Commentary

A lucrative season to forget at Chelsea for Eden Hazard

Eden Hazard’s inexplicably awful season at Stamford Bridge has mirrored that of his club, and the fact the Belgian star has never been a more valuable commodity -- even though England’s reigning Player of the Year hasn’t scored a league goal for Chelsea since May -- reflects the absurd nature of soccer's transfer market.

Hazard’s precipitous fall from grace would probably be a bigger story if it weren't for Leicester City, Tottenham, and Chelsea’s implosion as champion, which included the firing of Jose Mourinho. There’s plenty of blame to spread around at Stamford Bridge, still, it's the lights that shine brightest whose absence is most conspicuous.

The numbers. Hazard had 14 league goals and nine assists a season ago. He led the Premier League in key passes and fouls drawn, leading Europe’s top leagues in successful dribbles per game -- but over two thirds of the way through this campaign, Hazard has just two assists, and zero goals in league play.

A season ago, Hazard posted the second-best Whoscored rating in England over the last six years, and only Lionel Messi posted a higher rating in the UEFA Champions League group stages. This season, Hazard has his lowest rating of his career in both competitions (Squawka’s analysis provides similar results).

Hazard did not score his first, and only, goal of this season until the last day of January, when he converted an inconsequential penalty in a 5-1 FA Cup win over MK Dons, though he still has a ways to match the worst season by a reigning PFA Player of the Year, Eric Cantona's kung-fu kick on a paying customer at Crystal Palace that probably cost Manchester United a title in 1995 is hard to top.

Words, words and more words. Last February, with Chelsea cruising to a Premier League title and just days away from playing at Paris Saint-Germain in the Champions League round of 16, Eden Hazard signed a five and a half year contract extension making him one of the highest paid players in the world (at approximately $15 million per year), and Hazard’s coach spoke of their bright future together.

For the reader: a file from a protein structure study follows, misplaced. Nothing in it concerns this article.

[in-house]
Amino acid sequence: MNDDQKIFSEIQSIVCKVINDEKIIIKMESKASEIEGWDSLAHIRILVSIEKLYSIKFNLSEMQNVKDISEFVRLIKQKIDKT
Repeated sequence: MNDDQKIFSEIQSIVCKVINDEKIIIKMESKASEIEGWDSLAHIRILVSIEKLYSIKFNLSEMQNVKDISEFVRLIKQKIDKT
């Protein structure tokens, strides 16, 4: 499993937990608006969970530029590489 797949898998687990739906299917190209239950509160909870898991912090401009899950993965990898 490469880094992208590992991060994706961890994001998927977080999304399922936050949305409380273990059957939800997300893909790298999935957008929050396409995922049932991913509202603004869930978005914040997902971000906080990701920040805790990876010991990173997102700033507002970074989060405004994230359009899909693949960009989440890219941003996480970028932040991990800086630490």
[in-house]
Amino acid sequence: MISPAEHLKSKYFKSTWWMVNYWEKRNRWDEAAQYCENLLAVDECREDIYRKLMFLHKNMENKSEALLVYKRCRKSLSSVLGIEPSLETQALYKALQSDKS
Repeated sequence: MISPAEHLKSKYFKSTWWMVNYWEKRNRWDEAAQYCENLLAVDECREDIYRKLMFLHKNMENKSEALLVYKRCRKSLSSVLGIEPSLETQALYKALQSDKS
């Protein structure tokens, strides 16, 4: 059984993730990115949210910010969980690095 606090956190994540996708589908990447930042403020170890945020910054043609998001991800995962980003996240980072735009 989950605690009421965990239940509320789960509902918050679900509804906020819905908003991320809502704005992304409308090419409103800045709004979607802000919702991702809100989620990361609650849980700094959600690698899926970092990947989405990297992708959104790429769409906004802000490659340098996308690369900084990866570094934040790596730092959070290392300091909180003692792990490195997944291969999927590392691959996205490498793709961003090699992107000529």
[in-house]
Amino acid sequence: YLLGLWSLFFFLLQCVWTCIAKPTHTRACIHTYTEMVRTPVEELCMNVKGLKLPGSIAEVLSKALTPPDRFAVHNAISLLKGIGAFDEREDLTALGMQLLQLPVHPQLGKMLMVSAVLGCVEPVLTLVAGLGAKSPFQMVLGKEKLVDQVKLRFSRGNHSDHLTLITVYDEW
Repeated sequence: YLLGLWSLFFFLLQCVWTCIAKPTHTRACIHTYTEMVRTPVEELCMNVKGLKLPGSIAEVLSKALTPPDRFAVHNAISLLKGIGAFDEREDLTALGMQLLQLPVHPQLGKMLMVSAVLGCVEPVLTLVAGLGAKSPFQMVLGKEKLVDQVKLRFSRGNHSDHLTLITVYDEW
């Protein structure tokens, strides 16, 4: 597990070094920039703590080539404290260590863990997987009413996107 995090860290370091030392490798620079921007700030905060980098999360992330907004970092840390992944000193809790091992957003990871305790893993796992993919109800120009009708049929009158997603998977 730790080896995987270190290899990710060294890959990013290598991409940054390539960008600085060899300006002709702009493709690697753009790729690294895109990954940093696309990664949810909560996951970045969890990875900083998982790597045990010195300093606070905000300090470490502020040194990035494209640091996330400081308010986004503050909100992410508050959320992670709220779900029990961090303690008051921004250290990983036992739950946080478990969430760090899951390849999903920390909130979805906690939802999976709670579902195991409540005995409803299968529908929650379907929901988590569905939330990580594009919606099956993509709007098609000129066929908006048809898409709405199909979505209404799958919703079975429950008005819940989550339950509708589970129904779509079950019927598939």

"It shows he believes in the club's coaching staff and players to help him become the best player in the world,” said Jose Mourinho.

Earlier this week, with Chelsea 20 points behind Leicester City and just days away from playing at PSG in the UCL round of 16, Hazard told Le Parisien that it would be “difficult” to turn down a move to PSG or other elite Champions League contenders, calling that title his biggest goal. Upon hearing this, his new coach responded.

"Well, he has a contract that he extended but first he must get fit and show he is a top player and then for Chelsea, which is a top club, he can be of huge value," Gus Hiddink told Sky Sports. "

Others have been less diplomatic in their criticism of the 25-year-old midfielder who was named to a league Team of the Year the last six seasons (three in France and three in England). Five seasons ago, Belgium's then national team coach Georges Leekens criticized Hazard publicly for being lazy, and Rudi Garcia, his coach at Lille that season, kept him out of the starting lineup until November. Hazard was also among those accused of trying to get Mourinho fired.

Whatever the truth, Mourinho’s popularity, Hazard's decision to flirt openly with other clubs and his poor performance in Chelsea’s 2-1 loss in Paris didn’t go over well. A poll this week by The Evening Standard saw 66 percent of fans vote in favor of selling him.

"I think he has been caught up in the season he had," said Tony Cascarino this week, former Chelsea player and Ireland international. "Real Madrid were chasing him down. Zinedine Zidane has made it openly clear that he loves him as a player. I think he has had his head turned and he has not quite put in the shifts that are required -- even when you are a great player."

On Wednesday, Roy Keane gave his opinion, in his own imitable fashion.